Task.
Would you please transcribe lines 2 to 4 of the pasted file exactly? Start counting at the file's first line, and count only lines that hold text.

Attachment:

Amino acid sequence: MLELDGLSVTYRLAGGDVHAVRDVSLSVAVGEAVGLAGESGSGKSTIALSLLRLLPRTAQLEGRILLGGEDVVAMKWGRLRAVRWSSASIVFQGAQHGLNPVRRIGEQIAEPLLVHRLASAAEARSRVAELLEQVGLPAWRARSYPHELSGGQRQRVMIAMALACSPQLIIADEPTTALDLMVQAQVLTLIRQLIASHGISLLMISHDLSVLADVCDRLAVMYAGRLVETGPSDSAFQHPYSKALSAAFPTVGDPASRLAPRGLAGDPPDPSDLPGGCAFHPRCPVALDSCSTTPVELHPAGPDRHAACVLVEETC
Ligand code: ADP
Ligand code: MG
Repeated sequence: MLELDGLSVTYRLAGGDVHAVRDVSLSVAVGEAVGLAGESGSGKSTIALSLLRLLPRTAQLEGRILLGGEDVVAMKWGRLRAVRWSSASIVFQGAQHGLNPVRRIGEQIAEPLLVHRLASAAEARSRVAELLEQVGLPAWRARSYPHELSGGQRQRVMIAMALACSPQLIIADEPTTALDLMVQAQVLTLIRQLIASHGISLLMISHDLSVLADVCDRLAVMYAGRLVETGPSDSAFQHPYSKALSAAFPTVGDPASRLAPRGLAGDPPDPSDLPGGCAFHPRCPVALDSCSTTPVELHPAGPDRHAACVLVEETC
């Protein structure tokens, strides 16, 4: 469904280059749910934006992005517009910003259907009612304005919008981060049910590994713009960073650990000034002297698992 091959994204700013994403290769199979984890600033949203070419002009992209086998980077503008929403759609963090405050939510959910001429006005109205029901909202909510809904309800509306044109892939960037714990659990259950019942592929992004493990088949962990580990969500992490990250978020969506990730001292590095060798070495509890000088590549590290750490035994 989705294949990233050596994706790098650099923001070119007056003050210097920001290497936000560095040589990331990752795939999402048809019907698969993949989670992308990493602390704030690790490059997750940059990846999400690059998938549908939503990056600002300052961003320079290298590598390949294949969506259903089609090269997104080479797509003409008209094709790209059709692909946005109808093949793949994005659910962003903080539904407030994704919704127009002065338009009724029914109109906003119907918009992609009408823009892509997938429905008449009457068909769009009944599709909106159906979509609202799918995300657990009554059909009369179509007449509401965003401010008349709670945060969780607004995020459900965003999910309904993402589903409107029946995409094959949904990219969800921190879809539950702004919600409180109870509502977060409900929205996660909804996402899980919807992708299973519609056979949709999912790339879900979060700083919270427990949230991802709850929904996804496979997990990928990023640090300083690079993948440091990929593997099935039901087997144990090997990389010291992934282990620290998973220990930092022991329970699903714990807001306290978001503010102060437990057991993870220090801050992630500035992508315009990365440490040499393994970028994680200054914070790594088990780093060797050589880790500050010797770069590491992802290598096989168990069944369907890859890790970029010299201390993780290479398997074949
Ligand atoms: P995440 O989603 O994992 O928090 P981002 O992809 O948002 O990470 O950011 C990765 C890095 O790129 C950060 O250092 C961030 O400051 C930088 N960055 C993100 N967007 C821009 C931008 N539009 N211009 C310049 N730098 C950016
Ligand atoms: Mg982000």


Ligand code: ADP
Ligand code: MG
Repeated sequence: MLELDGLSVTYRLAGGDVHAVRDVSLSVAVGEAVGLAGESGSGKSTIALSLLRLLPRTAQLEGRILLGGEDVVAMKWGRLRAVRWSSASIVFQGAQHGLNPVRRIGEQIAEPLLVHRLASAAEARSRVAELLEQVGLPAWRARSYPHELSGGQRQRVMIAMALACSPQLIIADEPTTALDLMVQAQVLTLIRQLIASHGISLLMISHDLSVLADVCDRLAVMYAGRLVETGPSDSAFQHPYSKALSAAFPTVGDPASRLAPRGLAGDPPDPSDLPGGCAFHPRCPVALDSCSTTPVELHPAGPDRHAACVLVEETC